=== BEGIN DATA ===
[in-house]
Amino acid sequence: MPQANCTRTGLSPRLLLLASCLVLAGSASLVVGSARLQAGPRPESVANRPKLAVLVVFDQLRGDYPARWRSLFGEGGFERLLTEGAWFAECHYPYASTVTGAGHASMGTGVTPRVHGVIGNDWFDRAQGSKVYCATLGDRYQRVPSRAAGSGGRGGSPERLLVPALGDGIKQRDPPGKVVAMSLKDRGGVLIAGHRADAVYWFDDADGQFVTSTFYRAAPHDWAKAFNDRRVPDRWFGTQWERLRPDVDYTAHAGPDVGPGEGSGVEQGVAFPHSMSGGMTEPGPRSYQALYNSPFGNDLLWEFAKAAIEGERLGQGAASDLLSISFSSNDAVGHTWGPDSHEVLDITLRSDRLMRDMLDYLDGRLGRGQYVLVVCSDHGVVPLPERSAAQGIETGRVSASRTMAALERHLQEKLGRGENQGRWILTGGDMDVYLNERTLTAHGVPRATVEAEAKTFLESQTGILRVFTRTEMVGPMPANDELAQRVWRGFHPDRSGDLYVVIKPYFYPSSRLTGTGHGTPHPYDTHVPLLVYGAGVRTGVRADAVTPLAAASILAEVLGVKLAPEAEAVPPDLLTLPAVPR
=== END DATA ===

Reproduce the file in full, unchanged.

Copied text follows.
[in-house]
Amino acid sequence: MPQANCTRTGLSPRLLLLASCLVLAGSASLVVGSARLQAGPRPESVANRPKLAVLVVFDQLRGDYPARWRSLFGEGGFERLLTEGAWFAECHYPYASTVTGAGHASMGTGVTPRVHGVIGNDWFDRAQGSKVYCATLGDRYQRVPSRAAGSGGRGGSPERLLVPALGDGIKQRDPPGKVVAMSLKDRGGVLIAGHRADAVYWFDDADGQFVTSTFYRAAPHDWAKAFNDRRVPDRWFGTQWERLRPDVDYTAHAGPDVGPGEGSGVEQGVAFPHSMSGGMTEPGPRSYQALYNSPFGNDLLWEFAKAAIEGERLGQGAASDLLSISFSSNDAVGHTWGPDSHEVLDITLRSDRLMRDMLDYLDGRLGRGQYVLVVCSDHGVVPLPERSAAQGIETGRVSASRTMAALERHLQEKLGRGENQGRWILTGGDMDVYLNERTLTAHGVPRATVEAEAKTFLESQTGILRVFTRTEMVGPMPANDELAQRVWRGFHPDRSGDLYVVIKPYFYPSSRLTGTGHGTPHPYDTHVPLLVYGAGVRTGVRADAVTPLAAASILAEVLGVKLAPEAEAVPPDLLTLPAVPR